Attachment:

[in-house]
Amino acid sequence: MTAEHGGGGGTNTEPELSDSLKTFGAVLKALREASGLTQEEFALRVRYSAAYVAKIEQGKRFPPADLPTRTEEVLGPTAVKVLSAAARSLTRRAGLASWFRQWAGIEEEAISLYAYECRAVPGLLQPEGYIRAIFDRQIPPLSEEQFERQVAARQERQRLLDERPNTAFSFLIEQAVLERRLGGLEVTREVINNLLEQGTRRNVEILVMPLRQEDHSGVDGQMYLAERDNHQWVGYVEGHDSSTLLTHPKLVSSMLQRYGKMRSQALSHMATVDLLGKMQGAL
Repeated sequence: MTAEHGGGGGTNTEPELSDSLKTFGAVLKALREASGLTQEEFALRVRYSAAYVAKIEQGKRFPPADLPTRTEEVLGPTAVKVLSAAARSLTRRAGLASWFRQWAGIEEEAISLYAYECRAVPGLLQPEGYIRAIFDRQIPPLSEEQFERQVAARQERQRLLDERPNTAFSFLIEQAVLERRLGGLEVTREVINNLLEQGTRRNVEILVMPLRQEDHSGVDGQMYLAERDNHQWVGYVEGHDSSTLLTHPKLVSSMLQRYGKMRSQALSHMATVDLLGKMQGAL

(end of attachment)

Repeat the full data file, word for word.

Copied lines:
[in-house]
Amino acid sequence: MTAEHGGGGGTNTEPELSDSLKTFGAVLKALREASGLTQEEFALRVRYSAAYVAKIEQGKRFPPADLPTRTEEVLGPTAVKVLSAAARSLTRRAGLASWFRQWAGIEEEAISLYAYECRAVPGLLQPEGYIRAIFDRQIPPLSEEQFERQVAARQERQRLLDERPNTAFSFLIEQAVLERRLGGLEVTREVINNLLEQGTRRNVEILVMPLRQEDHSGVDGQMYLAERDNHQWVGYVEGHDSSTLLTHPKLVSSMLQRYGKMRSQALSHMATVDLLGKMQGAL
Repeated sequence: MTAEHGGGGGTNTEPELSDSLKTFGAVLKALREASGLTQEEFALRVRYSAAYVAKIEQGKRFPPADLPTRTEEVLGPTAVKVLSAAARSLTRRAGLASWFRQWAGIEEEAISLYAYECRAVPGLLQPEGYIRAIFDRQIPPLSEEQFERQVAARQERQRLLDERPNTAFSFLIEQAVLERRLGGLEVTREVINNLLEQGTRRNVEILVMPLRQEDHSGVDGQMYLAERDNHQWVGYVEGHDSSTLLTHPKLVSSMLQRYGKMRSQALSHMATVDLLGKMQGAL